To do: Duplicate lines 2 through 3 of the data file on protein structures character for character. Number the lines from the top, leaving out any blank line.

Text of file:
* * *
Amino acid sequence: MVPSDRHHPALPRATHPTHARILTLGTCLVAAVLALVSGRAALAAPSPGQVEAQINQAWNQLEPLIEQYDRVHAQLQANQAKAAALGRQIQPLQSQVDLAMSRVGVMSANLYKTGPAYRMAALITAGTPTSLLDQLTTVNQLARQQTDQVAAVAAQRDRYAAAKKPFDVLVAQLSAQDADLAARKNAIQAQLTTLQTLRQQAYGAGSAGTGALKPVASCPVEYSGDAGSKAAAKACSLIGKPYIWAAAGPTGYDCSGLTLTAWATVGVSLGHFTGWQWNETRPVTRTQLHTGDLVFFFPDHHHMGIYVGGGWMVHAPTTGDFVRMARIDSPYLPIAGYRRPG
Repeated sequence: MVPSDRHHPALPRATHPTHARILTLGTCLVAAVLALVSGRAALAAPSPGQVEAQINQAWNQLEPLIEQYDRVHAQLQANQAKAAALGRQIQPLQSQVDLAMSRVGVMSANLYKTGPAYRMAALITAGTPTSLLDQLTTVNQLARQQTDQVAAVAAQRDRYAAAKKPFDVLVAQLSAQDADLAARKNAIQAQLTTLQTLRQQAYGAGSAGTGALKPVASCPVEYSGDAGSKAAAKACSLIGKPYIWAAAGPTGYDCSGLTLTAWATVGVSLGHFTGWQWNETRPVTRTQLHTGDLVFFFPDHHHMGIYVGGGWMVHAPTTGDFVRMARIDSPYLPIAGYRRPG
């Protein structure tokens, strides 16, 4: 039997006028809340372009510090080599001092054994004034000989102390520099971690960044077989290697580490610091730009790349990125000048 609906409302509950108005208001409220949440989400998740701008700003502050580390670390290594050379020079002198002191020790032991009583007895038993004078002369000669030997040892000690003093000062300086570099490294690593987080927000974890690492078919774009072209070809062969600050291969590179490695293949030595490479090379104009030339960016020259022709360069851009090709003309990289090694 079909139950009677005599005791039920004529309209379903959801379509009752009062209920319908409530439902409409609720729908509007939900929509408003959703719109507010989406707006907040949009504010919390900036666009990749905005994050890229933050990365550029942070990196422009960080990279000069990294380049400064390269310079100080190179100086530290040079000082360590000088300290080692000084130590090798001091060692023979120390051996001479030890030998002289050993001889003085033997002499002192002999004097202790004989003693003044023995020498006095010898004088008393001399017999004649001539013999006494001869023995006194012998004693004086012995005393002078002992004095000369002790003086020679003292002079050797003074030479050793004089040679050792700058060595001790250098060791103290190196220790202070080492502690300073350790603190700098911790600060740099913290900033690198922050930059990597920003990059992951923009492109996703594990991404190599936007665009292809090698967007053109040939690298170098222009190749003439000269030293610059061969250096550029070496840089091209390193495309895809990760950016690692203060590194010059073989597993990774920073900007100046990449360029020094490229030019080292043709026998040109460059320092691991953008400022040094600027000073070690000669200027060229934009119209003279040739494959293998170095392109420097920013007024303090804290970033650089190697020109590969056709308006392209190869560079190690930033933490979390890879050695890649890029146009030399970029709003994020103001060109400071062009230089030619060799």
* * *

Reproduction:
Repeated sequence: MVPSDRHHPALPRATHPTHARILTLGTCLVAAVLALVSGRAALAAPSPGQVEAQINQAWNQLEPLIEQYDRVHAQLQANQAKAAALGRQIQPLQSQVDLAMSRVGVMSANLYKTGPAYRMAALITAGTPTSLLDQLTTVNQLARQQTDQVAAVAAQRDRYAAAKKPFDVLVAQLSAQDADLAARKNAIQAQLTTLQTLRQQAYGAGSAGTGALKPVASCPVEYSGDAGSKAAAKACSLIGKPYIWAAAGPTGYDCSGLTLTAWATVGVSLGHFTGWQWNETRPVTRTQLHTGDLVFFFPDHHHMGIYVGGGWMVHAPTTGDFVRMARIDSPYLPIAGYRRPG
């Protein structure tokens, strides 16, 4: 039997006028809340372009510090080599001092054994004034000989102390520099971690960044077989290697580490610091730009790349990125000048 609906409302509950108005208001409220949440989400998740701008700003502050580390670390290594050379020079002198002191020790032991009583007895038993004078002369000669030997040892000690003093000062300086570099490294690593987080927000974890690492078919774009072209070809062969600050291969590179490695293949030595490479090379104009030339960016020259022709360069851009090709003309990289090694 079909139950009677005599005791039920004529309209379903959801379509009752009062209920319908409530439902409409609720729908509007939900929509408003959703719109507010989406707006907040949009504010919390900036666009990749905005994050890229933050990365550029942070990196422009960080990279000069990294380049400064390269310079100080190179100086530290040079000082360590000088300290080692000084130590090798001091060692023979120390051996001479030890030998002289050993001889003085033997002499002192002999004097202790004989003693003044023995020498006095010898004088008393001399017999004649001539013999006494001869023995006194012998004693004086012995005393002078002992004095000369002790003086020679003292002079050797003074030479050793004089040679050792700058060595001790250098060791103290190196220790202070080492502690300073350790603190700098911790600060740099913290900033690198922050930059990597920003990059992951923009492109996703594990991404190599936007665009292809090698967007053109040939690298170098222009190749003439000269030293610059061969250096550029070496840089091209390193495309895809990760950016690692203060590194010059073989597993990774920073900007100046990449360029020094490229030019080292043709026998040109460059320092691991953008400022040094600027000073070690000669200027060229934009119209003279040739494959293998170095392109420097920013007024303090804290970033650089190697020109590969056709308006392209190869560079190690930033933490979390890879050695890649890029146009030399970029709003994020103001060109400071062009230089030619060799």